In May 2020, St Thomas Charity commissioned Centric to understand the impact of Covid-19 on the communities of Lambeth and Southwark in South London. The need was generated because of the emerging ‘medical scepticism’ and apathy of diverse Black and minority groups encountered by the hands of the NHS and its health care system. Centric set out to further understand this dilemma amongst the South London communities and the counter measures these minorities are resorting to.
Centric quickly resolved that the traditional research practice needs to be altered to combat and explore these phenomena amongst these minority communities in order to adapt and design the research to the values and ethics of these groups. This helped to somewhat manage the unanticipated challenges encountered when delving into social science projects and vulnerable entities of the society. To avoid research extraction and distrust amongst the research participants, the FISH model was adopted in collaboration with Ethicist, Dr. Leslie Cannold.
The research model for community research was positioned with values such as regard, respect, inclusion and empowerment to the communities involved. This worked alongside further reflective sessions with researchers to monitor and explore any predicaments faced during the fragile encounter.
Field of Research
Centric focussed on ways to get the maximum engagement of research weary communities. Patel (2016: 164) notes that: “further abusing Black and minority ethnic populations for their own interests, for instance, career development”. This can lead to research-weariness of communities.
Research weariness was the biggest challenge facing Centric as the prospective participants showed a lack of interest and distrust initially to be involved in the project. The community research model worked really well in this scenario, helping the researchers to build trust with the participant communities from sites, such as Southwark and Lewisham. The community researchers used their own networks to recruit research participants from these boroughs, producing a good balance of demographics.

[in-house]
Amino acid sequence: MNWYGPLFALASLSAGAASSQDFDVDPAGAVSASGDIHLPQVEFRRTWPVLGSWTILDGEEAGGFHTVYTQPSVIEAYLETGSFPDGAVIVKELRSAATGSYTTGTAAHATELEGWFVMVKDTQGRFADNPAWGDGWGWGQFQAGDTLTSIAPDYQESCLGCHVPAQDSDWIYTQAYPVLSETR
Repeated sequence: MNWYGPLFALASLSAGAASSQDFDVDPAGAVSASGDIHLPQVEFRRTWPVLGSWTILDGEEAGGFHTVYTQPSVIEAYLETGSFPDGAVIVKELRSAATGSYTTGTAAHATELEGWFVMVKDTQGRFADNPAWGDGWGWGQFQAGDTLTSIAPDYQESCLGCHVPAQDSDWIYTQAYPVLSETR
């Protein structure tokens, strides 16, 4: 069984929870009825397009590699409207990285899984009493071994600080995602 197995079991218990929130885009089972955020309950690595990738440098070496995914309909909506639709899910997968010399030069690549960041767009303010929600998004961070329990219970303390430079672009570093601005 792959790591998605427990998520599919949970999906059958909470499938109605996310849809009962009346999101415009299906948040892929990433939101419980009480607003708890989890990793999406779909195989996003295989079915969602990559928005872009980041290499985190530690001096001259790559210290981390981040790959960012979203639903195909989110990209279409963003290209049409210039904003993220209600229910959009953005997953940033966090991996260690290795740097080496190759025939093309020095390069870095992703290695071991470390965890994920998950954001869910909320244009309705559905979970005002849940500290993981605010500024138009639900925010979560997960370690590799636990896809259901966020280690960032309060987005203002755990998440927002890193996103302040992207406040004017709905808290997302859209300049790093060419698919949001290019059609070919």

Issues and Findings:
“Right now the NHS is at breaking point, literally in terms of finance, in terms of staffing, in terms of resources.’’
“… my daughter had an accident … it was kind of like an emergency situation. My experiences were that, I think maybe it was just a bad day, but I found the nurse was a bit harsh, even though it was a child - my daughter must have been about eight or nine at the time … But I just found that the nurse was a bit abrasive, because my child was very distressed. But I didn't find this nurse to be very caring.”
“So definitely people are complaining there's not enough time. Giving patients time these days, it’s all on the phone, interviews and you know, people are not really happy with that, there’s no care anymore, you’re just processed as quick as possible.”
“When I was seven I suffered, well not suffered, I experienced a traumatic loss in my family that really affected me. And I found that because I was a man, I don't even have anything, any help on most of my reflections … but I did find that when I spoke to certain people especially, white male doctors at the time, they never really tried to relate to what I was going through.”